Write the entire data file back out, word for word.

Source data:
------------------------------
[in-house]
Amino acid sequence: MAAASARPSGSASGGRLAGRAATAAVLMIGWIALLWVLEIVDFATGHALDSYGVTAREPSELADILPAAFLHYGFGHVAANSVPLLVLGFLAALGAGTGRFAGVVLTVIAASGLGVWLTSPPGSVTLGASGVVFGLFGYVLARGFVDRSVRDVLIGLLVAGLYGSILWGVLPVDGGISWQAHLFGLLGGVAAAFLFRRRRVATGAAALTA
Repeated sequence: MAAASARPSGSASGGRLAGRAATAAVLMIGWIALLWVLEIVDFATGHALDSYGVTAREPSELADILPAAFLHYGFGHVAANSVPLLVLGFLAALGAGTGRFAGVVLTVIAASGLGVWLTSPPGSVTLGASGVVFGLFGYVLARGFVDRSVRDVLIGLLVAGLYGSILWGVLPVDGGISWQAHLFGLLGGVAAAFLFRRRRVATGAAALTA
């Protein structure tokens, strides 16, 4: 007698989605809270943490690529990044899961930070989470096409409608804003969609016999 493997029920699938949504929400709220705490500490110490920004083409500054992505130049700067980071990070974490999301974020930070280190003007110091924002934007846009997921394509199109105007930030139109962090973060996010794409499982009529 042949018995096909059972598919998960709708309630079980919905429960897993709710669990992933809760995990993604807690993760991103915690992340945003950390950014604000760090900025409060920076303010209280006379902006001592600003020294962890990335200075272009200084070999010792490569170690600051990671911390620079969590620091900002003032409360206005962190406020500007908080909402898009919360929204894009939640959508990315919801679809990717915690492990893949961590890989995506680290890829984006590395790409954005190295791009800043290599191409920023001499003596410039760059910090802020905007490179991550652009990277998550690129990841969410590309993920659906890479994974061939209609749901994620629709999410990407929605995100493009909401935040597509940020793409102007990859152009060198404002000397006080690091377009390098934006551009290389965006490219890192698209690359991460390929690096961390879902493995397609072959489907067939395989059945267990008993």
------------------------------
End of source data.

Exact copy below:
[in-house]
Amino acid sequence: MAAASARPSGSASGGRLAGRAATAAVLMIGWIALLWVLEIVDFATGHALDSYGVTAREPSELADILPAAFLHYGFGHVAANSVPLLVLGFLAALGAGTGRFAGVVLTVIAASGLGVWLTSPPGSVTLGASGVVFGLFGYVLARGFVDRSVRDVLIGLLVAGLYGSILWGVLPVDGGISWQAHLFGLLGGVAAAFLFRRRRVATGAAALTA
Repeated sequence: MAAASARPSGSASGGRLAGRAATAAVLMIGWIALLWVLEIVDFATGHALDSYGVTAREPSELADILPAAFLHYGFGHVAANSVPLLVLGFLAALGAGTGRFAGVVLTVIAASGLGVWLTSPPGSVTLGASGVVFGLFGYVLARGFVDRSVRDVLIGLLVAGLYGSILWGVLPVDGGISWQAHLFGLLGGVAAAFLFRRRRVATGAAALTA
């Protein structure tokens, strides 16, 4: 007698989605809270943490690529990044899961930070989470096409409608804003969609016999 493997029920699938949504929400709220705490500490110490920004083409500054992505130049700067980071990070974490999301974020930070280190003007110091924002934007846009997921394509199109105007930030139109962090973060996010794409499982009529 042949018995096909059972598919998960709708309630079980919905429960897993709710669990992933809760995990993604807690993760991103915690992340945003950390950014604000760090900025409060920076303010209280006379902006001592600003020294962890990335200075272009200084070999010792490569170690600051990671911390620079969590620091900002003032409360206005962190406020500007908080909402898009919360929204894009939640959508990315919801679809990717915690492990893949961590890989995506680290890829984006590395790409954005190295791009800043290599191409920023001499003596410039760059910090802020905007490179991550652009990277998550690129990841969410590309993920659906890479994974061939209609749901994620629709999410990407929605995100493009909401935040597509940020793409102007990859152009060198404002000397006080690091377009390098934006551009290389965006490219890192698209690359991460390929690096961390879902493995397609072959489907067939395989059945267990008993």